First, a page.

At this point you're already about halfway done with the assembly. Before closing it up, let's get the software image written in the next step.

Step 2: Setting Up the Software

There are a ton of tutorials on how to write an SD Card image for a raspberry pi onto a microSD card, and I don't want to retread that ground. But it is important, since this is a Pi Zero W we're using, to know some tricks to get this up and running. First, please visit Emmanuels site at:

He's done the work to document and create an image of the Magic Mirror software onto a Raspberry pi zero (as you can see by his steps, this can be quite difficult). Scroll down and you'll see, at the bottom after his steps, a ready made image you can use. (If you search for 'Image file' it should get you there).

Next up, you'll want to follow the steps he has listed for connecting to wifi and adding ssh. One REALLY important tip here: Do NOT use Notepad in windows to edit the supplicant_conf file. Notepad will mangle the line endings to not be Linux compatable, and you'll not connect. Notepad++ is a free replacement for notepad and can do proper line endings.

When you've written that image (I use Win32 disk imager on windows) and edited the supplicant_conf file and added SSH, you'll be ready to insert the card and boot the device.

At this point the Pi should connect to your wifi. The trick then is to find it :) There are a number of ip scanning apps out there for phones and PC. Advanced IP Scanner will work for windows. For an iPhone, I use iNet on my iPhone to scan for the pi zero. When you find it, you can use a telnet app like Putty to connect to it over SSH. This will be important for configuring the MagicMirror Software and installing addons!

Once you've gotten this far, connect the microUSB to power, and ensure you can boot up and connect over SSH. At that point you'll be ready to move on and button up the case.

Step 3: FInishing Assembly - Installing the Screen in the Frame and Adding the Mirror

Ensure that the screen boots and turns on when you plug power into the Pi. The boot time is 3-5 minutes, so please be has to boot the pi, then get the browser launched, and then launch the magic mirror software. Luckily you shouldn't be booting/powering this down often (it costs less than 7 cents a year to run with about a 100ma power draw). Next we'll finish assembly:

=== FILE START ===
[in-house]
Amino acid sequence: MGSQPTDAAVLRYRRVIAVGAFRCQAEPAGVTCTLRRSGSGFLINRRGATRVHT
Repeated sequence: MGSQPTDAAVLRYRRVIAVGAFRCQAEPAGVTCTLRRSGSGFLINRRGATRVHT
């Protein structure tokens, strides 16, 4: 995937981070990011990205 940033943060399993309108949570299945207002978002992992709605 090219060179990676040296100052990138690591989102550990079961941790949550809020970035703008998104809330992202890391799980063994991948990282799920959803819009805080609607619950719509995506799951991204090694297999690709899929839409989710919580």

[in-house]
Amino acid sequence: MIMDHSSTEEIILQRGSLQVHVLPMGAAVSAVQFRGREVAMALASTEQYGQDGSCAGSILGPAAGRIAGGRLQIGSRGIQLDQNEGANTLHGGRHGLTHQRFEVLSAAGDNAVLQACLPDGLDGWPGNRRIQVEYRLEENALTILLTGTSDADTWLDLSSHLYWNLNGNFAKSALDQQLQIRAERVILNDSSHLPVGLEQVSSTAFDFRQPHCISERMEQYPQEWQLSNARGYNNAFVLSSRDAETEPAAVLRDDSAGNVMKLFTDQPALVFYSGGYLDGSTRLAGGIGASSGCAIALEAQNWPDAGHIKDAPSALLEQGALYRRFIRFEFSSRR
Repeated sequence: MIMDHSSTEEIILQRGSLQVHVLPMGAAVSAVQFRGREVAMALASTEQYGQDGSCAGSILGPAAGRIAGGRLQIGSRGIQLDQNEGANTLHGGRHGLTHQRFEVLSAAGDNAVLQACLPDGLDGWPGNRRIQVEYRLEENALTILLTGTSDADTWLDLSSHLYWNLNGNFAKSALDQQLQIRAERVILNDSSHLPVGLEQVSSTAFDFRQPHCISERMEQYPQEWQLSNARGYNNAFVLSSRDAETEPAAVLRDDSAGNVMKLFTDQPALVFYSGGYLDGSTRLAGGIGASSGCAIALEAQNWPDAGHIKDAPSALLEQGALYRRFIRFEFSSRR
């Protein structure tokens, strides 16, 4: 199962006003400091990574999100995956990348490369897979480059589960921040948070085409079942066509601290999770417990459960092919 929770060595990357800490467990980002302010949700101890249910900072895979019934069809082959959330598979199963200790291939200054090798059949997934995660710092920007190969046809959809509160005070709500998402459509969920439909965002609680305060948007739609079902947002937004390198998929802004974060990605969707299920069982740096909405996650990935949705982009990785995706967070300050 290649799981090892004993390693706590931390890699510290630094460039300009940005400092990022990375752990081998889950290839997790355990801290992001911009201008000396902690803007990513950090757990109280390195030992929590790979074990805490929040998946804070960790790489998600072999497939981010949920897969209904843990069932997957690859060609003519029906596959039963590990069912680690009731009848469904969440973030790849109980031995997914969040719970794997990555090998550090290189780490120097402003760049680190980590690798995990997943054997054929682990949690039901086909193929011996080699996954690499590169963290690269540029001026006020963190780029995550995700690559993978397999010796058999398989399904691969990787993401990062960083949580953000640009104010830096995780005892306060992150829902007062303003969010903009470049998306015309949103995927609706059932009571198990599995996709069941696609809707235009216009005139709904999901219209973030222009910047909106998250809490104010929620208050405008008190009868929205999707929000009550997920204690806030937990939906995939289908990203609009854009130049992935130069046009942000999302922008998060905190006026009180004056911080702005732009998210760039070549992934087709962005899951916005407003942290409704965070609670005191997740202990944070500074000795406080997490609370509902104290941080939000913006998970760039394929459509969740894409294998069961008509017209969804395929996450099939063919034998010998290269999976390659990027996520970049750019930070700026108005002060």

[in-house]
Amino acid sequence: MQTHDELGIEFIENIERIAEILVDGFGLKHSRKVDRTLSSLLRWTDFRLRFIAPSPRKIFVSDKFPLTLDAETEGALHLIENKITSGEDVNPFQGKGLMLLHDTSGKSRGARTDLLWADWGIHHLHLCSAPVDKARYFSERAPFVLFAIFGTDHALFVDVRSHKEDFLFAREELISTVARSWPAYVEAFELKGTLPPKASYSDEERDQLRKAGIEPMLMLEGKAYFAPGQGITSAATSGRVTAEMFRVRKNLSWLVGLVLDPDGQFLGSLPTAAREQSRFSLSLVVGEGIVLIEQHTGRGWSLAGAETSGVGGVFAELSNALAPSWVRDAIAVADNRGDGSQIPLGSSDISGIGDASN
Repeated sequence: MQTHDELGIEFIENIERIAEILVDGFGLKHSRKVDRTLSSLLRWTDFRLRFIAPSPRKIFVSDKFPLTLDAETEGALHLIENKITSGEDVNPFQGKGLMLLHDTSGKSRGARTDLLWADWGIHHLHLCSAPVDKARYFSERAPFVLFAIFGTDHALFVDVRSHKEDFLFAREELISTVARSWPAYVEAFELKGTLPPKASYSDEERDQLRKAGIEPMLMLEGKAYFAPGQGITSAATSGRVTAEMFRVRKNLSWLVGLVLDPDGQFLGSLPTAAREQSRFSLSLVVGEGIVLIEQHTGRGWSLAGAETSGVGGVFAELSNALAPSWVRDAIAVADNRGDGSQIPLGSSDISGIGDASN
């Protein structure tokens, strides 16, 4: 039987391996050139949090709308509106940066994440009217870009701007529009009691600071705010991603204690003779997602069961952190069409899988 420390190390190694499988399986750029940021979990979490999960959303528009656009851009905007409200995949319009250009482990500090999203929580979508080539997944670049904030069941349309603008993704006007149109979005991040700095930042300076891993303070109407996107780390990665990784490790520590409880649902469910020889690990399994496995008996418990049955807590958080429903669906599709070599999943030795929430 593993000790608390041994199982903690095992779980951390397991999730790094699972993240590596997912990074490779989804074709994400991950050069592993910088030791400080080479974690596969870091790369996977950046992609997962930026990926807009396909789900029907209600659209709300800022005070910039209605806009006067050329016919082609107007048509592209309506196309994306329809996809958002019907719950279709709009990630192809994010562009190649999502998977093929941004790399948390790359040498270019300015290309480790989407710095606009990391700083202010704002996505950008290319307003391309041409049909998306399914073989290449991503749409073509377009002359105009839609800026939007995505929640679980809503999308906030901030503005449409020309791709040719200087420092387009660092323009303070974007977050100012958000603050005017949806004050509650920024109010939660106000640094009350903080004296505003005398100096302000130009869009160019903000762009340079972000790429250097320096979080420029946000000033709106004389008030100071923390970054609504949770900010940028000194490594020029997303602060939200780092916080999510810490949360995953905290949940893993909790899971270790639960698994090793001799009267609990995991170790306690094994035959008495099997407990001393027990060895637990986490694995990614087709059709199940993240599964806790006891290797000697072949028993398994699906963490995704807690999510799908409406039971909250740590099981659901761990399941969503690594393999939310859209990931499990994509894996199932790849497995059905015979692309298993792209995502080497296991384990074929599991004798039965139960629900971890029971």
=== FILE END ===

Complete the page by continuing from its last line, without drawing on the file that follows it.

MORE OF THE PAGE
1. The screen plugs onto the back of the 3D printed Frame. Please use the pictures as a guide..the 'front' is the flat portion, the back has the plugs and stuff coming out. Insert the screen from behind.
  2. When the screen is snugly fit, place a rubber band around the pegs and over the screen to hold it in place. This was the simplest way I could come up with to hold the screen, and it's worked well. It's also nice because the entire project comes apart seamlessly if needed with this approach!
  3. Insert the power cable into the Pi. You wont be able to do this once it's assembled, so it's time to power up!
  4. Press the 3D printed frame holder into the pyramid..the tabs on the outside will keep it from sinking in, and it should snap into place somewhat snugly.
  5. Before adding the mirror, use black tape around the portions where the screen meets the 3D print. This is so that there is no light bleed...I tried to make the frame as tight as possible, but this simple step will ensure that it stays clean. Cover the silver of the screen as well, so that no light gets reflected out of the mirror and ruins the effect
  6. Hot glue over the tape that you just placed, and press the mirror on. (Note: The frame/screen should all be assembled at this point, so placing the mirror on should allow you to align it with the pyramid corners and have everything lined up nicely). Don't use too much glue or it'll show..a light bead is enough. The mirror isn't a lot of weight.

You should start getting excited now, as you should start seeing the fruits of your labors show...the time or date should be showing through the mirror. Next up is configuration!

Step 4: Final Assembly and Configuration

At this point your essentially assembled and should be running the software and able to SSH in. The modules are probably a mess however, and you're wondering how to fix them.

First up, you'll want to read a bit about how the Magic MIrror software works. That can be found here: